Laziness is a matter of morality, after all. Sloth is a deadly sin.
Listen to me read the below:
Dedicated to Grace Quantock, whose mentorship has formed most of my ideas about wellness.
I’m deathly afraid of being lazy. It’s an anxiety that’s been mostly held at bay over the years by its actionable “opposite,” productivity; my personal axiom has revolved around the idea that as long as I was being productive, even if I was, say, depressed or experiencing psychosis, I wasn’t being lazy.
Presently I am in a place (one must be careful of the word phase, which implies transience, or ignoring the possibility of transience altogether) where a seemingly simple activity like going to lunch with my family can cause muscular weakness to the point where I can’t open a car door or walk up my front steps without help, and upon finally reaching home again, realizing that my chest muscles have become weak enough that swallowing is a difficulty. And so I lose any hope of productivity that day–in this case, it was Sunday–and the next day, which is lost to sleeping for half the day and lying awake, listening to audiobooks, for the other half. Staring at the wall. At my basket of immaculately organized notebooks and Filofaxes of documents and to-do sheets, none of which can be tangled with in the near future. Or so far as I can see.
The anxiety, in this case, as deadlines and courses-signed-up-for and emails hang a few feet away from my face, becomes hard to bear. I postpone the to-dos for the next day, or a few days after that.
I ask myself if I’ve been lying to myself for all of these years; perhaps I’m actually a lazy person, in which case I need to examine my soul. Laziness is a matter of morality, after all. Sloth is a deadly sin. The more time I spend in bed, and the more things I cut out of my life (grocery shopping in the store, eating dinner with friends, cooking anything more complex than oatmeal), all add up to what looks very much like doing nothing. And to an outsider looking at me in my bed, it might as well be nothing.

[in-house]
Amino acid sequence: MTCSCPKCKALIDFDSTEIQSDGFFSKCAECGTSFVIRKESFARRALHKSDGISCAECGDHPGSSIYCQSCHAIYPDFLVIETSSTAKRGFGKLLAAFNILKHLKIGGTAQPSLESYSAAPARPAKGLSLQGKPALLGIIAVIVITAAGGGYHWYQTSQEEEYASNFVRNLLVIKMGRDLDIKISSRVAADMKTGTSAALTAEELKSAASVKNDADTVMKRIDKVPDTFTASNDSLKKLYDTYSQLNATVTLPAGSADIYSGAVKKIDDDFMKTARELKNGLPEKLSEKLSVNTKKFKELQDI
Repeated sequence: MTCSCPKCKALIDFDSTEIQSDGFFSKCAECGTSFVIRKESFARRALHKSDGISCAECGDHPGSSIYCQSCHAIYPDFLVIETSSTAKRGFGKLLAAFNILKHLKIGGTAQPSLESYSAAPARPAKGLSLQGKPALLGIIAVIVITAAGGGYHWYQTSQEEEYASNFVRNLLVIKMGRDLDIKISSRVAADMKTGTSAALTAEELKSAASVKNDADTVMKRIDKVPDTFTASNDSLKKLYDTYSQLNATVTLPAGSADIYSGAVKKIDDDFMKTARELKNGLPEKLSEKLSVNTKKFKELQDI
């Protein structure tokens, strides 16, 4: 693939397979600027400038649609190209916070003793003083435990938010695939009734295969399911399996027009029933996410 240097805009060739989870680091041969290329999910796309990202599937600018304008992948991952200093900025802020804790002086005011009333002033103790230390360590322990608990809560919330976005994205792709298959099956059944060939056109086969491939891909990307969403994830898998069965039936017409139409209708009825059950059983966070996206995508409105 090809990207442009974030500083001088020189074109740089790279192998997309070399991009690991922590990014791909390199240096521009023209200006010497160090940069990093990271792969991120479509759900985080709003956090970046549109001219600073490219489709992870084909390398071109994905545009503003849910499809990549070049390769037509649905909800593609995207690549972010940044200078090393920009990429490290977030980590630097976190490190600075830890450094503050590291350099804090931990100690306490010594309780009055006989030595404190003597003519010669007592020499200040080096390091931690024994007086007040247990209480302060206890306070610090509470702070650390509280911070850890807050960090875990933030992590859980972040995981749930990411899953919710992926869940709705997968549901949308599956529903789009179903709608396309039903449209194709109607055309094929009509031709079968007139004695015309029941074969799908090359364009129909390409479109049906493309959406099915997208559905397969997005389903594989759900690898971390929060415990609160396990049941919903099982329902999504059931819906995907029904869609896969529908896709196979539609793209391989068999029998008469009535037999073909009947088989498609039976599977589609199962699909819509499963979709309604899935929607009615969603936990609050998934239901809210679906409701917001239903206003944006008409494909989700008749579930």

“At least you’re getting a lot of rest!” some well-meaning, harried person will tell me.
I don’t miss being harried. I do mind missing out on the bustle of life, much of which feels as though it’s backing away from me in a thick fog.
If being lazy is the cessation of giving chase to life, then I’m not lazy; because often enough it feels as though life is running from me. In my most dolorous moments–in the most hopeless and whiny hours of my life when I’m ceaselessly refreshing my social media feeds (when I’m capable of holding a phone, social media both connects me to the world and reminds me of what I’m missing)–I think this way.
Day by day, I am slowly accomplishing less. My creative work, which is built around writing, is becoming more difficult to accomplish more frequently. Am I being lazy? Am I becoming lazy? Was I always lazy, but am now being uncovered for the sham that I am because of chronic illness?
The truth is that it’s easy to forget how much work healing is. It is harder for me to lie in bed and stare at the wall for hours, listening to an audiobook I’ve listened to twenty times before, then it is for me to create an online course or work on an essay. It resembles nothing of what I thought was work back when I was gulping six espressos a day, grading, teaching, writing, going to a bar with friends, and rushing from one thing to the next. In fact, it looks like laziness. But my body is absorbing nutrients. It is resting. It is fighting the bacteria that has infected my system. It is letting me be cared for and loved; and all of that is, dare I say, very hard work.
If you are afraid of being lazy—if you are worried about your productivity during a difficult time—you are doing more than you think. You are healing. You are surviving. You are, dare I say, doing great. We are doing great.
On Productivity Anxiety, by Rachel Vorona Cote (Billfold), speaks to this issue from a non-illness perspective.